Wednesday, May 11, 2011

These Amazing Shadows: The Movies That Made America (2011) a review


These Amazing Shadows is a documentary that delivers many messages. Films are important. They need to be preserved for current and future generations before it's too late. The language of film is a human language. Films are a filter through which we view history and culture. Film is love.

Directed by Kurt Norton and Paul Mariano, this documentary examines the importance of films by focusing on the National Film Registry, part of the Library of Congress. Since 1989, the National Film Registry choses 25 films of historical, cultural and aesthetic importance to be recognized and preserved. This form of preservation keeps the film in the state in which it was meant to be seen.

It all started back in the early 1980s when Ted Turner purchased the MGM library along with many other films and film collections and started colorizing classics such as The Maltese Falcon, Casablanca and It's a Wonderful Life. There was outrage because these films, originally in black & white, were being tampered with. They were being altered and shown in a way that was completely different from it's original intended composition. Film directors such as Sidney Pollack and Woody Allen as well as film actors such as Jimmy Stewart were outraged. Turner's response? They are my films, I can do what I want with them.

For much of the early history of the film industry, movies were treated as commodities. Products to be created, packaged, sold and then discarded. Movie studios saw films not as art but as a way to make money. Because of this many early films have been lost. The documentary revealed that 80% of early silent film movies are lost and 50% of films pre 1950 are also lost. Why? Because these films, again treated like products, were not treated well, not kept in good conditions and often times discarded or burned either on purpose or by accident. Turner saw them as a product in another way: a pre-existing stock of content we could still squeeze some money out of.

Let's not vilify Turner though. He is the Turner of Turner Classic Movies remember! And because of Turner's colorizations and the backlash that ensued, it was brought to the American government that films should be treated as art that should be maintained for historical and cultural reasons. From this, The National Registry was born.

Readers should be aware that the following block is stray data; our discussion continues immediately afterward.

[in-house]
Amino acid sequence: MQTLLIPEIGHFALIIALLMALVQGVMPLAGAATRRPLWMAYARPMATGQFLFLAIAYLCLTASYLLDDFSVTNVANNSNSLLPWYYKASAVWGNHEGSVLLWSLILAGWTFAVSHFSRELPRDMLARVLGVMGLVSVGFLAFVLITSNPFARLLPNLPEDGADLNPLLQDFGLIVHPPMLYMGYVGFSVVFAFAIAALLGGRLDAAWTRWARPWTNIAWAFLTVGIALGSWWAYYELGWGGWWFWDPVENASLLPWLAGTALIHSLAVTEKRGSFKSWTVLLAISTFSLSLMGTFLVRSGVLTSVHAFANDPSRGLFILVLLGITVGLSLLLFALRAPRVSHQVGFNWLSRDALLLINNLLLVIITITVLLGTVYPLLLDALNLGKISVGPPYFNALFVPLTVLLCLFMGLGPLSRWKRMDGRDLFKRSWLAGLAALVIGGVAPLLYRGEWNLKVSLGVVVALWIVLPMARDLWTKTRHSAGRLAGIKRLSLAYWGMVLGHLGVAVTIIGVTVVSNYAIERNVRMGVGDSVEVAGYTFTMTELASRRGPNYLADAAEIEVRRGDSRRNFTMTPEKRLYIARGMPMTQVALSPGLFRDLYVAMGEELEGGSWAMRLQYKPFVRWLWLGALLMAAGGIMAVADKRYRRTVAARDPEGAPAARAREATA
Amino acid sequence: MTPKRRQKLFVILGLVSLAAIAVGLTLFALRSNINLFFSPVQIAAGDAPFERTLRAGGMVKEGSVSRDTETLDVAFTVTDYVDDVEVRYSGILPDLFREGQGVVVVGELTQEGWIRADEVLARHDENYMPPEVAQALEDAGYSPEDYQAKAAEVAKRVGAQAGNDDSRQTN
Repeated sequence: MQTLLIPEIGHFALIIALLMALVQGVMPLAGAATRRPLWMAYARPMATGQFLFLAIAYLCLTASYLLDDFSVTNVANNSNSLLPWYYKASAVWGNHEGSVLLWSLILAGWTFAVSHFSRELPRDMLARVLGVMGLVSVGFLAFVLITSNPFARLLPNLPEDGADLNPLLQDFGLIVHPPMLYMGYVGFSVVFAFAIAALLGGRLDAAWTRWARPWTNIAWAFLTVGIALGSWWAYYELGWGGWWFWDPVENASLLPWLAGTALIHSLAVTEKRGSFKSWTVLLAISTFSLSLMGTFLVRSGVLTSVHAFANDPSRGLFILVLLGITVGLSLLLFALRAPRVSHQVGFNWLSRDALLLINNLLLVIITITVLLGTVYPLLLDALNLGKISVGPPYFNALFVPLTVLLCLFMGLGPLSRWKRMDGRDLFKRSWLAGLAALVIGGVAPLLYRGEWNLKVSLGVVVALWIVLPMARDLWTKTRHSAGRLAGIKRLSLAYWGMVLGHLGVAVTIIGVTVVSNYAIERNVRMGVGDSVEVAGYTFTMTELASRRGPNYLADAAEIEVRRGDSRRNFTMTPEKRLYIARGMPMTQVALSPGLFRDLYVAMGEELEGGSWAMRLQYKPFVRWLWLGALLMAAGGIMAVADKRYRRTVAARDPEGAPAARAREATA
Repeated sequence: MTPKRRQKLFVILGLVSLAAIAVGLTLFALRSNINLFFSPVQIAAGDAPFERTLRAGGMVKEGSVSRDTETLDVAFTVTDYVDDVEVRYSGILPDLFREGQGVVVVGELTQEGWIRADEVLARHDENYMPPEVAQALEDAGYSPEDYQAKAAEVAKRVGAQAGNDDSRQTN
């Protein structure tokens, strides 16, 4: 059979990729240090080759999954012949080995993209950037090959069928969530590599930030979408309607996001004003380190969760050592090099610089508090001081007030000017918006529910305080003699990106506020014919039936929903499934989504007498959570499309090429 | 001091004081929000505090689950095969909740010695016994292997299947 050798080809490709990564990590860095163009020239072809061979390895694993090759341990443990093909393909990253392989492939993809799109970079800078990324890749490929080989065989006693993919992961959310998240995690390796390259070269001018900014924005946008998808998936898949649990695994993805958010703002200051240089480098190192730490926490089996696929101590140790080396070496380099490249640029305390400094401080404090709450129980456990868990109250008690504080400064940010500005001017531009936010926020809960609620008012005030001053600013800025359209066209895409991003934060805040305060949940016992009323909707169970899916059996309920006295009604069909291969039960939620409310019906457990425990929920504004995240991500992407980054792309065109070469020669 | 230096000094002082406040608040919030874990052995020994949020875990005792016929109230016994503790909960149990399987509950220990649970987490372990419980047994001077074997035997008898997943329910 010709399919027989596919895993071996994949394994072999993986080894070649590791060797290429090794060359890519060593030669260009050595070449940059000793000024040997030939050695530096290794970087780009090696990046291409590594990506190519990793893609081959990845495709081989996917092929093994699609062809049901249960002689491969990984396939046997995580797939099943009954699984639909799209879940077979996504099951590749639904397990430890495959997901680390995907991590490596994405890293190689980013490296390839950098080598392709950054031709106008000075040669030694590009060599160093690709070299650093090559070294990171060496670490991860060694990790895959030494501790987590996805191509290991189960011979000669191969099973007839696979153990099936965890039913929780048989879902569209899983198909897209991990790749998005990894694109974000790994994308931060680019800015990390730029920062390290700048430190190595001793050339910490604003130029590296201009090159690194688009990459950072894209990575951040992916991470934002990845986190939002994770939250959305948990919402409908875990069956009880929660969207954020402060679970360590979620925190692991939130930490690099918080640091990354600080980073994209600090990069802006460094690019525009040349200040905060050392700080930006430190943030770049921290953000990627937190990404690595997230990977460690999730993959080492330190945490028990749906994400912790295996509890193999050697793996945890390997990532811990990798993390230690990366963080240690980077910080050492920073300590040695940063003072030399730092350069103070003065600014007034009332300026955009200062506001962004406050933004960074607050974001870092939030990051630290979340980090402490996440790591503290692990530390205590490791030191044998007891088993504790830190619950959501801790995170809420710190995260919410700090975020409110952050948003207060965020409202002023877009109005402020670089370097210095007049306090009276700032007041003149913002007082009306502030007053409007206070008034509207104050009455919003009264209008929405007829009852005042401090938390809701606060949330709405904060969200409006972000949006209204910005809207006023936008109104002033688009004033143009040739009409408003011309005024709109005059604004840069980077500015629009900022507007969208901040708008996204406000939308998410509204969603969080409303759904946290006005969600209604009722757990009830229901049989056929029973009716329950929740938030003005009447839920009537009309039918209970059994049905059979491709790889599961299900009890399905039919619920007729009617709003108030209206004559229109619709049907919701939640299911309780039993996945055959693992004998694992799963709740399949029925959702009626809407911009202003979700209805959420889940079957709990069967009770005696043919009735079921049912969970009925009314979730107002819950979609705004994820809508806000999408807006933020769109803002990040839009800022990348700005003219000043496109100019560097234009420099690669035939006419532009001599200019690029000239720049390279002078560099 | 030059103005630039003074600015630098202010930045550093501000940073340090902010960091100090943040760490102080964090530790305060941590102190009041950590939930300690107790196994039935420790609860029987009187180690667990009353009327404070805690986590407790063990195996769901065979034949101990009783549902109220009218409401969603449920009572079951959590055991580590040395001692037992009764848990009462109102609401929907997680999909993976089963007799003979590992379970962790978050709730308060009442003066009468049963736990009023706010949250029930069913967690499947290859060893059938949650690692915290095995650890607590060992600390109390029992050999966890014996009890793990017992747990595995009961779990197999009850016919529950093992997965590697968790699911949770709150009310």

These Amazing Shadows: The Movies That Made America interviews a wide variety of film critics, historians, preservationists, writers, actors, directors, cultural historians, etc. to delve into the importance of films and why something like The National Film Registry is so important. How did Kurt Noonan and Paul Mariano, the directors of the documentary, chose the films that were to be showcased? Because after all there are hundreds of films already in the registry and it's impossible to show clips of all of them in the documentary! They let the interviewees sway their decision. For example, the film Baby Face (1933), one of my favorite pre-code movies, was very important to George Willeman, the Nitrate Film Vault Manager at the Library of Congress Packard Campus. He found two reels of the film. One significantly longer than the other. After closely examining both he noticed that one was heavily edited, with certain scenes cut, replaced and sometimes dubbed for new dialogue. The original film, of course, was much more sexual and philosophical and overall taboo. What would happen if we only had the censored version of Baby Face? We would have never experienced the film as it was meant to be seen. And this is why the methodical work of film preservationists is so important! And why Baby Face was featured in the documentary.

These Amazing Shadows is a masterpiece of a documentary. It's completely engrossing, thorough without being overwhelming and a delight for any film fan. It has an important message one that should be conveyed to anyone who truly cares about films.

I have to say, I was thoroughly impressed with These Amazing Shadows. It captured my attention and I didn't want it to end. These Amazing Shadows was the nice swift kick in the rear end that I needed to jump start my love of classic films again. It's been waning due to personal stresses as well as a busy season in book publishing. These Amazing Shadows reminded me why I love films, why they are important and why we, as classic film enthusiasts, should be champions for their preservation.

Stay tuned, tomorrow I will write about my experience watching this film on the big screen at the Coolidge Corner Theatre in Brookline, MA.

Meanwhile, make sure you check out some sneak peaks of These Amazing Shadows and take a look at their social media sites. They are everywhere!

These Amazing Shadows Website
These Amazing Shadows on Twitter @AmazingShadows
These Amazing Shadows on Facebook
These Amazing Shadows Blog
These Amazing Shadows YouTube Channel




1 comment:

Leave me a comment! If it is a long one, make sure you save a draft of it elsewhere just in case Google gobbles it up and spits it out.

Popular Posts

 Twitter   Instagram   Facebook     Google+